Ginger - superfood and superhero!
Is ginger a superfood and a superhero?
The esteemed term ‘superfood’ generally refers to nutrient-rich foods which have the capacity to positively affect health. However, it’s more of a marketing phenomenon, as there is no single food that holds the key to good health or disease prevention.
However, ginger is a worthy contender in the competition for a place in the top-ranking superfoods. It’s loaded with nutrients and bioactive compounds that have powerful benefits for your body and brain. It’s one of the healthiest, most delicious, spices on the planet.
Closely related to turmeric, cardamom and galangal, it’s the underground stem or root, that is commonly used as a spice. Ginger contains large, natural amounts of gingerol, especially raw ginger. You can use ginger sliced, diced, dried or fresh, as an oil, juice or powder; it’s so versatile and flexible, and not expensive either.
Ginger has powerful medicinal properties
Ginger contains gingerol, which has powerful medicinal properties. Gingerol also has anti-inflammatory and antioxidant effects. Gingerol can help fight harmful bacteria and viruses and can therefore lower the risk of infections.
Studies have proven that ginger extract can prevent the growth of many different types of bacteria. One example is that it’s effective against the oral bacteria linked to gingivitis and periodontitis. These are both types of gum disease which can cause inflammation of the gums. Fresh ginger may also be effective against RSV, the respiratory syncytial virus, which is a common cause of respiratory infections.
Here’s ten top health benefits of ginger, supported by science and research, to persuade you of its superhero status.
- Ginger can be used to aid digestion and treat chronic indigestion and discomfort by speeding up the process of emptying the stomach.
- It’s great for getting rid of nausea and sickness.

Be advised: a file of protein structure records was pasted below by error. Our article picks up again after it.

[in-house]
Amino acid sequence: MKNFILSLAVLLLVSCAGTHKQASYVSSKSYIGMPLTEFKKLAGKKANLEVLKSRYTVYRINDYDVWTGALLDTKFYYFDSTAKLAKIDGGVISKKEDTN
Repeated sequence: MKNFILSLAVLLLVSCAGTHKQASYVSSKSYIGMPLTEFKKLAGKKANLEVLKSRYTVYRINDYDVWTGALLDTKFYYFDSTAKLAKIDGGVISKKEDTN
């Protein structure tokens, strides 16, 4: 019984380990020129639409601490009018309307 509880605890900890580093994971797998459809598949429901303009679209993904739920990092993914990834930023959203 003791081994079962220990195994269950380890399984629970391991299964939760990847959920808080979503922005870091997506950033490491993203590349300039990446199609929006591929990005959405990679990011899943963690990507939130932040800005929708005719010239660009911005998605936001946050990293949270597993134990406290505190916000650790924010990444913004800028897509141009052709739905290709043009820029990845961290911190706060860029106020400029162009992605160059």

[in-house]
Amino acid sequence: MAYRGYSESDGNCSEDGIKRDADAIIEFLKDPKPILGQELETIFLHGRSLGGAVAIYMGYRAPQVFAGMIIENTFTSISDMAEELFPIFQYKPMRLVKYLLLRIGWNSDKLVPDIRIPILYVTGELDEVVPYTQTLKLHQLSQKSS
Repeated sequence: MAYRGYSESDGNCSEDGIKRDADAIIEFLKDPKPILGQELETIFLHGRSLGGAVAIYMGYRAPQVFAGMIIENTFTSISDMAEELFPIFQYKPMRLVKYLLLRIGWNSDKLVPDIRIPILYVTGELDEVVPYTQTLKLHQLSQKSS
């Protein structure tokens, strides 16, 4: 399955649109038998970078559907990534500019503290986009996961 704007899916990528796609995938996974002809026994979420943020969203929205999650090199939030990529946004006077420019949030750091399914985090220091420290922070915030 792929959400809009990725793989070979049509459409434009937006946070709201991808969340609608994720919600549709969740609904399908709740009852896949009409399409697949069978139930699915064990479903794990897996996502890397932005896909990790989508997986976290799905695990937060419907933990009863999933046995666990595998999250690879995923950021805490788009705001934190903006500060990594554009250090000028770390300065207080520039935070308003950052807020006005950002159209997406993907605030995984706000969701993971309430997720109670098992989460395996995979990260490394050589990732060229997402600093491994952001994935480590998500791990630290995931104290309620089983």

- It can help fight flu symptoms and common colds.
- It may help weight loss and help to reduce body mass index (BMI).
- Ginger can help slow and reduce the degeneration of joints and help manage symptoms such as joint pain and stiffness, often associated with osteoarthritis.
- Ginger has been shown to lower blood sugar levels and improve various heart disease risk factors in people with type 2 diabetes.
- Studies have proven that ginger is effective in helping to manage period pain, if taken at the beginning of the menstrual period.
- It may also help lower cholesterol levels. High levels of LDL or bad cholesterol are linked to an increased risk of heart disease and eating ginger can have a strong influence on reducing LDL levels, total cholesterol and blood triglyceride levels.
- Ginger and gingerol has been studied as an alternative remedy for several forms of cancer, with results suggesting it may help to prevent cancer.
- Animal studies currently suggest that ginger may improve brain function and protect against Alzheimer’s disease. Oxidative stress and chronic inflammation can accelerate the aging process and it’s believed to be among the key drivers of Alzheimer’s disease and age-related cognitive decline. Further research is needed.
Important note: Although ginger is considered safe, please talk with your doctor before prescribing yourself any ginger related remedies, supplements or complementary medicines; especially if you are pregnant.
Recipe for easy, homemade ginger tea
If you fancy putting the powers of ginger to the test, the easiest way is to sip a soothing ginger tea. It’s quick and easy to make it yourself and you’ll need the following ingredients: